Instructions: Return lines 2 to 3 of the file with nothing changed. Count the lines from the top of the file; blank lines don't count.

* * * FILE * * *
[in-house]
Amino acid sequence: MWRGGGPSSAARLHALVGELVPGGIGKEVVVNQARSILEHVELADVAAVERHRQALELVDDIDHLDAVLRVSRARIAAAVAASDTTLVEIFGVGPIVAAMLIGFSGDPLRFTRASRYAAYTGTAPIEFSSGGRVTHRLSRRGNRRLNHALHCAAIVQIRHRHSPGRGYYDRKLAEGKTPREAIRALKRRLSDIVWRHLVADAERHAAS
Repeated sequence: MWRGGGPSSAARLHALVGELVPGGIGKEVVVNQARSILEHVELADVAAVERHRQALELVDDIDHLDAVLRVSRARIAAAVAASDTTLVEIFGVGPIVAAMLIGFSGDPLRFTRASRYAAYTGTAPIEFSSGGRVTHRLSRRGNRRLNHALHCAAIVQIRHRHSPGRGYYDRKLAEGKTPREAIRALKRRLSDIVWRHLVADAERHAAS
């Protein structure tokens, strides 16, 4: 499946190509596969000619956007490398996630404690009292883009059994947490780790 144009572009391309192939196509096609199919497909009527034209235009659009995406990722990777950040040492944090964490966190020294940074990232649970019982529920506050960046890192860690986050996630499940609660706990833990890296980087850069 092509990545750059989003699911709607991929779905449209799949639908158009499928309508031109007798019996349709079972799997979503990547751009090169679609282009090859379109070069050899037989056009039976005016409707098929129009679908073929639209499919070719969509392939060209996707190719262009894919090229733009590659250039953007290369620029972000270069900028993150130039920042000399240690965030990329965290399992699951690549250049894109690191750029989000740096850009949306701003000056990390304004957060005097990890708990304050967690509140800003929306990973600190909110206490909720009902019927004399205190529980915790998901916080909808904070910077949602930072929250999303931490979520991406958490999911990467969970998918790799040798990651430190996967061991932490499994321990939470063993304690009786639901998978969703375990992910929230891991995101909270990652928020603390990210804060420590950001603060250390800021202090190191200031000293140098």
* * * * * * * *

Amino acid sequence: MWRGGGPSSAARLHALVGELVPGGIGKEVVVNQARSILEHVELADVAAVERHRQALELVDDIDHLDAVLRVSRARIAAAVAASDTTLVEIFGVGPIVAAMLIGFSGDPLRFTRASRYAAYTGTAPIEFSSGGRVTHRLSRRGNRRLNHALHCAAIVQIRHRHSPGRGYYDRKLAEGKTPREAIRALKRRLSDIVWRHLVADAERHAAS
Repeated sequence: MWRGGGPSSAARLHALVGELVPGGIGKEVVVNQARSILEHVELADVAAVERHRQALELVDDIDHLDAVLRVSRARIAAAVAASDTTLVEIFGVGPIVAAMLIGFSGDPLRFTRASRYAAYTGTAPIEFSSGGRVTHRLSRRGNRRLNHALHCAAIVQIRHRHSPGRGYYDRKLAEGKTPREAIRALKRRLSDIVWRHLVADAERHAAS